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2015 Prediction No. 7 -- The End of the Era of Cloud Geo-Neutrality

Dec 29, 2014 8:59:00 AM by John Mancini

I'll be pontificating on 2015 over the next few weeks. Actually, I have already started.  Prediction number one was published on the IBM Big Data and Analytics blog. I think there will likely be about 12 -- kind of like the 12 Days of Predictions.  But maybe not; we'll see.  At some point I will need to start actual Christmas shopping.

My running tally of prediction posts so far:

  1. 2015:  The Year of the I in IT (originally published on the IBM blog; will republish at the end)
  2. 2015:  E-mail Becomes Cool Again
  3. 2015:  The Commoditization of File Sync and Share
  4. 2015:  Collaboration Steals the Show from Enterprise Social
  5. 2015:  Security Shifts from the Perimeter and the Device to the Asset Itself
  6. 2015:  Case Management Lights Up (Or A Rose By Any Other Name?)
  7. 2015: The End of the Era of Cloud Geo-Neutrality

2015:  The End of the Era of Cloud Geo-Neutrality

During the period prior to World War 1 there was a great period of globalization in trade, particularly in Europe. Bilateral agreements initially led the parade, followed by multilateral ones, and trade surged.  Of course, all of this globalization came to a grinding halt with the rising nationalism that resulted in World War 1.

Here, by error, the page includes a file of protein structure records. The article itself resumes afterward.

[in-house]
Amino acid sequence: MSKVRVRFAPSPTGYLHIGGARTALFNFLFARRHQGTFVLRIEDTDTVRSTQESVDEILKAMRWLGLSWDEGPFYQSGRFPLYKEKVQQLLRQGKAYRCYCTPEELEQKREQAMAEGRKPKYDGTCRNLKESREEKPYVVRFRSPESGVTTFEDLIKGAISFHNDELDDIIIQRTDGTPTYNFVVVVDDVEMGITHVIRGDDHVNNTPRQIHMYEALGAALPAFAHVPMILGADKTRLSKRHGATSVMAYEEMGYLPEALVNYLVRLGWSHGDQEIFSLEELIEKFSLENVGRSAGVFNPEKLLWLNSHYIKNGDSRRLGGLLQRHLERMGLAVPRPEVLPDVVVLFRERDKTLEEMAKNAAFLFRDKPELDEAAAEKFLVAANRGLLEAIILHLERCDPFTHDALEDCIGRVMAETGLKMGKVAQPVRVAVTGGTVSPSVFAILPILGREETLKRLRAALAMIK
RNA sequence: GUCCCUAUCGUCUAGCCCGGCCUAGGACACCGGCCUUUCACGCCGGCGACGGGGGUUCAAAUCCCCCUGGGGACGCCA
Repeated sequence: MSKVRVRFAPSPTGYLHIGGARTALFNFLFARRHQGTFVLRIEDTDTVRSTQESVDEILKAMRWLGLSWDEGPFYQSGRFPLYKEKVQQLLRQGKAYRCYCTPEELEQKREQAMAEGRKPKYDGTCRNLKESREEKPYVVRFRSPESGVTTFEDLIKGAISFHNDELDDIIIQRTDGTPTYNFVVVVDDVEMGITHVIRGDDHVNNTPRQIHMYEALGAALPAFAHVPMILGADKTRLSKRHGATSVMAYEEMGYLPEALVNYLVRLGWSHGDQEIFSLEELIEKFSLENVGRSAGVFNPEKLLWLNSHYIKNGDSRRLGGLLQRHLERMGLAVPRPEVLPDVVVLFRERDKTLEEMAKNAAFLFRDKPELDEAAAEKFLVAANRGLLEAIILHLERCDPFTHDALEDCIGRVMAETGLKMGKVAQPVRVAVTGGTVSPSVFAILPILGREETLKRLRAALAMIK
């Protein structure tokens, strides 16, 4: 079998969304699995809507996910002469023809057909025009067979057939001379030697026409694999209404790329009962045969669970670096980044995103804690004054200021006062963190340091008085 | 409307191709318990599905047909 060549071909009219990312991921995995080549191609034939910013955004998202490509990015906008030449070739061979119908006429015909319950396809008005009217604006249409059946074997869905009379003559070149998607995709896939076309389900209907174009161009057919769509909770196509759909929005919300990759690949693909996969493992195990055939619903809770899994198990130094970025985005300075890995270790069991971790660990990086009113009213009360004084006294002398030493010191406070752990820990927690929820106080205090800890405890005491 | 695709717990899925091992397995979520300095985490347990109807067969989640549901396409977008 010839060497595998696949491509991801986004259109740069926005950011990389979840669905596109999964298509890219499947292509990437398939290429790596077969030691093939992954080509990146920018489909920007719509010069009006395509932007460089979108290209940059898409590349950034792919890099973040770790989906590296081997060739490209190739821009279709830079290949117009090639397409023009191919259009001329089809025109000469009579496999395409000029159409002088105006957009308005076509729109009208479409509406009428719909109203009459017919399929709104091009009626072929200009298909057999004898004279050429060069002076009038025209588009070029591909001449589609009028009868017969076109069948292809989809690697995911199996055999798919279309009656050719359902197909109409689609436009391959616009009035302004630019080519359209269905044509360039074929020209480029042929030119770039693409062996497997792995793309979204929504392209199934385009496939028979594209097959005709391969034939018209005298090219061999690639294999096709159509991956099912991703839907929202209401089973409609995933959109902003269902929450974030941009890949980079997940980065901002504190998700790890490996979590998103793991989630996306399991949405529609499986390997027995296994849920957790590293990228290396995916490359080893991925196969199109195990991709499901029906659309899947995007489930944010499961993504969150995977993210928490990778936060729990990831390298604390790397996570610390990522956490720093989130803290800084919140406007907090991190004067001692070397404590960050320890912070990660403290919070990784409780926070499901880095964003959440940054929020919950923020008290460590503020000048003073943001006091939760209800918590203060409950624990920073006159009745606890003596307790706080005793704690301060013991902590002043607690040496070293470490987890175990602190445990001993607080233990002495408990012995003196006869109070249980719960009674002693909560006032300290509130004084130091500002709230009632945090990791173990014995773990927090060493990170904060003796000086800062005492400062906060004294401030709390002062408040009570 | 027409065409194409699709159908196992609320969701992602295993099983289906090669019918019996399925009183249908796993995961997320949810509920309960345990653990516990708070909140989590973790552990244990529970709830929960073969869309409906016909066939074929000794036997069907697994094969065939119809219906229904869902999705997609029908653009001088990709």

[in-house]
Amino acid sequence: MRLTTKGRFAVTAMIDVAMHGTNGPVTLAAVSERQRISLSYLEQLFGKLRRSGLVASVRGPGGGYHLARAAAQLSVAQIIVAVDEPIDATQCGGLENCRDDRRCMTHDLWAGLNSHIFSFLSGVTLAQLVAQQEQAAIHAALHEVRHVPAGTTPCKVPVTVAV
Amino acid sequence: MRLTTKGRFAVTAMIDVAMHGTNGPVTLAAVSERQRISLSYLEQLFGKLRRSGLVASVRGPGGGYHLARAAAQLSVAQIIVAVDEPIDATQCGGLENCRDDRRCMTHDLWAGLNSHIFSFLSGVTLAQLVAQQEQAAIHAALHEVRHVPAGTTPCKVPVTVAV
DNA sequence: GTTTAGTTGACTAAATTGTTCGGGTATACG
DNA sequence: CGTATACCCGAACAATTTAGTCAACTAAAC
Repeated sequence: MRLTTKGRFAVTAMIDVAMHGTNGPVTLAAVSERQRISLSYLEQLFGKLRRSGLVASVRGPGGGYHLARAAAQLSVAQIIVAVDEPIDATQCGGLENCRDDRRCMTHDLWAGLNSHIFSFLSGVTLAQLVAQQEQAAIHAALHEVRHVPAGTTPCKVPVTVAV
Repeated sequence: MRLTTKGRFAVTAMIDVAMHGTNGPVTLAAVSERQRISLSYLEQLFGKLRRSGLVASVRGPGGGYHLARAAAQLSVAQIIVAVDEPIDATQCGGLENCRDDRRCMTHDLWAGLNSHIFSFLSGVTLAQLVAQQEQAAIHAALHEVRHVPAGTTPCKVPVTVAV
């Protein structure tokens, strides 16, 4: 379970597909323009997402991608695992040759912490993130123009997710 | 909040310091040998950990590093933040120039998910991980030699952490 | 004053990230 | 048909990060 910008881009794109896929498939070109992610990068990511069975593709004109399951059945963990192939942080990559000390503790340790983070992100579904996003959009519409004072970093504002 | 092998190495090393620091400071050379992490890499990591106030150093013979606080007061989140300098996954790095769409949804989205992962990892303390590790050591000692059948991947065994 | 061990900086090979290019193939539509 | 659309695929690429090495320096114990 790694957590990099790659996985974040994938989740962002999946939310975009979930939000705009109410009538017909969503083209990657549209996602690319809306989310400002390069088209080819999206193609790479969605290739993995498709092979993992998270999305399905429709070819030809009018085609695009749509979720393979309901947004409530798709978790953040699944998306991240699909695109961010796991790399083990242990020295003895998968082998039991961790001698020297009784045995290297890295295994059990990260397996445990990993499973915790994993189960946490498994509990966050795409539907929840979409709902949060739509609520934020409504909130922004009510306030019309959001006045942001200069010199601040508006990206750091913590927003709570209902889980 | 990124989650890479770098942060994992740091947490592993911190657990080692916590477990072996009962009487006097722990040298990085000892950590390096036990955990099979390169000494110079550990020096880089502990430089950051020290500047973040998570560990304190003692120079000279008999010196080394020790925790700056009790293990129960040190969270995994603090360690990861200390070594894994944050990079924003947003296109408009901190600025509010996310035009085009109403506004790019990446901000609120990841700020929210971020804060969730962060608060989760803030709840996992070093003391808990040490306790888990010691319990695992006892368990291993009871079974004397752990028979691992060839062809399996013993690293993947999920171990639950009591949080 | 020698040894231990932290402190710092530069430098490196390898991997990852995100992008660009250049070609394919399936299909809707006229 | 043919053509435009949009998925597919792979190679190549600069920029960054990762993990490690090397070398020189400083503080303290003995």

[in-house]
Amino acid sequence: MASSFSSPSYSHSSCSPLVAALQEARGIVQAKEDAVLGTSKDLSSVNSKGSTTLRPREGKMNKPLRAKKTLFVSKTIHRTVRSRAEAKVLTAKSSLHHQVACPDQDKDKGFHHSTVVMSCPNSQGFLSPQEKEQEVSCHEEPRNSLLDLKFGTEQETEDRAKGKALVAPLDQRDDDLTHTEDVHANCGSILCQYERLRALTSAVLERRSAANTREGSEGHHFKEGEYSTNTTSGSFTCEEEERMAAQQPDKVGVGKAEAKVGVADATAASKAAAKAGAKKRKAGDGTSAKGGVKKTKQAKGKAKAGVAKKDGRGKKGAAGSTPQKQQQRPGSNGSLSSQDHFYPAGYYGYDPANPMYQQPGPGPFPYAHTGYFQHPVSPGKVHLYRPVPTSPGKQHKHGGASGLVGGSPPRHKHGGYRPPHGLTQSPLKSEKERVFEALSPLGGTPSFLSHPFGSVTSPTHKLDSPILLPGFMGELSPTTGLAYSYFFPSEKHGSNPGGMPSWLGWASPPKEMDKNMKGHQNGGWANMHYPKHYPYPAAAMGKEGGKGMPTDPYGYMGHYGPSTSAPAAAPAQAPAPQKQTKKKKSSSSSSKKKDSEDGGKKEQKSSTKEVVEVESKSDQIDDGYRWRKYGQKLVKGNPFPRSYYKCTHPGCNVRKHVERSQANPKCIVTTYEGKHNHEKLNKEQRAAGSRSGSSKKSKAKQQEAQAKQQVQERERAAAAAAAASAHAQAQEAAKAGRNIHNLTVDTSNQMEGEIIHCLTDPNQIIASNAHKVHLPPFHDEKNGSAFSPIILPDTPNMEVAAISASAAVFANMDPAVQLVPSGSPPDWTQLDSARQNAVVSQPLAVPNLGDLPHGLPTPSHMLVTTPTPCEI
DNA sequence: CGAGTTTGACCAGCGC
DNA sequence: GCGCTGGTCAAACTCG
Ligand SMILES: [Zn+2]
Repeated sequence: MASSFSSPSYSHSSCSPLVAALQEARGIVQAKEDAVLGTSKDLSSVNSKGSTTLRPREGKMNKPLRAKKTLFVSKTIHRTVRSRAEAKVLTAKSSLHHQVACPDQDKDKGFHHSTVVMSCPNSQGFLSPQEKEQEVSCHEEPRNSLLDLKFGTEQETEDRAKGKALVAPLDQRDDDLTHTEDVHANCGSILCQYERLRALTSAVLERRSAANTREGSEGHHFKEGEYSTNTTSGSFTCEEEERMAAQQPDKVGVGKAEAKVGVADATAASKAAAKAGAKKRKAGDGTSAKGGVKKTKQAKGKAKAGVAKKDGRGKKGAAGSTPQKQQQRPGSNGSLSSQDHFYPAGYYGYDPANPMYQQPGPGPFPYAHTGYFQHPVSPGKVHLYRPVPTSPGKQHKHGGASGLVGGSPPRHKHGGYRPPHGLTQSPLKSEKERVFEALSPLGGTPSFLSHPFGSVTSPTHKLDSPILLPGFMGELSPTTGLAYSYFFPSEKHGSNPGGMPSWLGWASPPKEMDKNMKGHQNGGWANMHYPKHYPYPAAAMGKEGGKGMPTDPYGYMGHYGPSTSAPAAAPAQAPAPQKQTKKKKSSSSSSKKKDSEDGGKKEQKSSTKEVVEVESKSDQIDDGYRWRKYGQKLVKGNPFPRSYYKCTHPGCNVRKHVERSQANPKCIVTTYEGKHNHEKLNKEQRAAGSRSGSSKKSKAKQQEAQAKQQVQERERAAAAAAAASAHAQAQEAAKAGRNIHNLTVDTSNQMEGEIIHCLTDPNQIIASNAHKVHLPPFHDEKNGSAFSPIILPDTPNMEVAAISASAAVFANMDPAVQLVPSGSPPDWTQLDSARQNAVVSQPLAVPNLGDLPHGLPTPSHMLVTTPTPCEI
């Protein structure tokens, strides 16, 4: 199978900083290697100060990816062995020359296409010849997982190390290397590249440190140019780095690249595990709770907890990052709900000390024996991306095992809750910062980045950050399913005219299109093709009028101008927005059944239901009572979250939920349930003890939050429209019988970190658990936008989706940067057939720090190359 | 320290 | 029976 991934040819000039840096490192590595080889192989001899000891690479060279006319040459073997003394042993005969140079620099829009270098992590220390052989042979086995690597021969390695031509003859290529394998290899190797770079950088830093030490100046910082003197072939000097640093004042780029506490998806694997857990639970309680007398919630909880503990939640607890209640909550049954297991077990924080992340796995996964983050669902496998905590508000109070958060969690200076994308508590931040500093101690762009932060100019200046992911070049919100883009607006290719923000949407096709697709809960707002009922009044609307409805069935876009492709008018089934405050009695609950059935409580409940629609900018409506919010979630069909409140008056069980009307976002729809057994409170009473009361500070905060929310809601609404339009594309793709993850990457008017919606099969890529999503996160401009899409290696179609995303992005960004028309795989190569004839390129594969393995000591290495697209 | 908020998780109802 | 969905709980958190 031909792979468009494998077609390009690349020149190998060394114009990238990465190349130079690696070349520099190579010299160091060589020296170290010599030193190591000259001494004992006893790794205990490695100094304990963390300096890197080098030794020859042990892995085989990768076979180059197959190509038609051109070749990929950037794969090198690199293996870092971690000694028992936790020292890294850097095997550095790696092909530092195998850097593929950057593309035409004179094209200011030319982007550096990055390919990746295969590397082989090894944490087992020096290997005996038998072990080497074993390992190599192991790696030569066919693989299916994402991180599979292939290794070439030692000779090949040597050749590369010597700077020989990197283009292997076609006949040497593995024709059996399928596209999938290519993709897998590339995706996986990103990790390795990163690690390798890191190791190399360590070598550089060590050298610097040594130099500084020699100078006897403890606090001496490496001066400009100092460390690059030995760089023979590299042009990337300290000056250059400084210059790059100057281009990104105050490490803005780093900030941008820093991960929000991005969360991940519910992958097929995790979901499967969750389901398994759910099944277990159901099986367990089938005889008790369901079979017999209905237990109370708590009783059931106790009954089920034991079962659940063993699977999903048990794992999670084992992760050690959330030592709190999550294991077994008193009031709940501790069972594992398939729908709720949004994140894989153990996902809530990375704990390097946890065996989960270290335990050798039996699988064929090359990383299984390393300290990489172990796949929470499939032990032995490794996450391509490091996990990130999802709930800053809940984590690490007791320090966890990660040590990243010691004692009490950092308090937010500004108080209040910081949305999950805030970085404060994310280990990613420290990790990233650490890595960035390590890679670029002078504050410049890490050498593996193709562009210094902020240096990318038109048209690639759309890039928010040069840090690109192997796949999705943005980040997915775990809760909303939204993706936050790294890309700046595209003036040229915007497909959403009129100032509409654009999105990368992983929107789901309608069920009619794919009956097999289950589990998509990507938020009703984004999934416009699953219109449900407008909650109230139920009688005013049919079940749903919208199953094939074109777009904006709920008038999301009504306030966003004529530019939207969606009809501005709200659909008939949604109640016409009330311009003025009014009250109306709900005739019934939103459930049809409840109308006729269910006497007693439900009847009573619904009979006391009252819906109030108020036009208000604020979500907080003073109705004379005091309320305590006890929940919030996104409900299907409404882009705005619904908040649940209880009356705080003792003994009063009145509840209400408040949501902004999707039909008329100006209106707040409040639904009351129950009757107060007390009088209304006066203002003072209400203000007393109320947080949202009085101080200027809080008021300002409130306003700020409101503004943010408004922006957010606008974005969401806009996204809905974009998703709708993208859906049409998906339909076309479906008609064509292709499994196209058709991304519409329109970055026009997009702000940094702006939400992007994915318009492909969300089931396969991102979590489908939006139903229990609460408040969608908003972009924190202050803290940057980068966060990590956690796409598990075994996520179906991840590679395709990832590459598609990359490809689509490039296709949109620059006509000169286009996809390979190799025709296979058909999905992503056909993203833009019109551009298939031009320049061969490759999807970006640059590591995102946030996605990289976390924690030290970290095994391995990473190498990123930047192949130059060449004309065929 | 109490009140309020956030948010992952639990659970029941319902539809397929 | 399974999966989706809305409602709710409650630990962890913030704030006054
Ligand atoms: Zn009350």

cloud geo neutrality

We have been through a period of globalization with regards to the web and the cloud that is rapidly coming to an end.  The last straw was the NSA/Snowden revelations, which put to bed the assumption that the US might play the same role re the cloud and the web (the protector of globalization) that the UK played in the pre-WW1 period re trade liberalization.

The signs of rising cloud and web nationalism are unfortunately all around us, and 2015 will be the year that the era of cloud geo-neutrality comes to an end.  Here are just three signs:

  1. The “Right to be Forgotten” -- Per Jeff Jarvis, “The [European] court has trampled the free-speech rights not only of Google but of the sites — and speakers — to which it links.  The court has undertaken to control knowledge — to erase what is already known — which in concept is offensive to an open and modern society and in history is a device used by tyrannies; one would have hoped that European jurists of all people would have recognized the danger of that precedent.”  Pressure is now underway from European regulatory authorities to expand the “right to be forgotten” to Google.com and French courts are trying to do similarly.

  2. National restrictions on Internet Access -- Per Eric Schmidt and Jared Cohen in The Guardian, “Every state in the world has its own laws, cultural norms and accepted behaviours. As billions of people come online in the next decade, many will discover a newfound independence that will test these boundaries. Each state will attempt to regulate the internet, and shape it in its own image.”

  3. National Restrictions Based on Location of Cloud Servers -- Per TechTarget, “If the cloud that hosts your data has servers in a foreign country, the laws of that foreign country may govern your data when stored in that server. As a result, many important foreign laws may govern your data (in addition to those of the United States).” 

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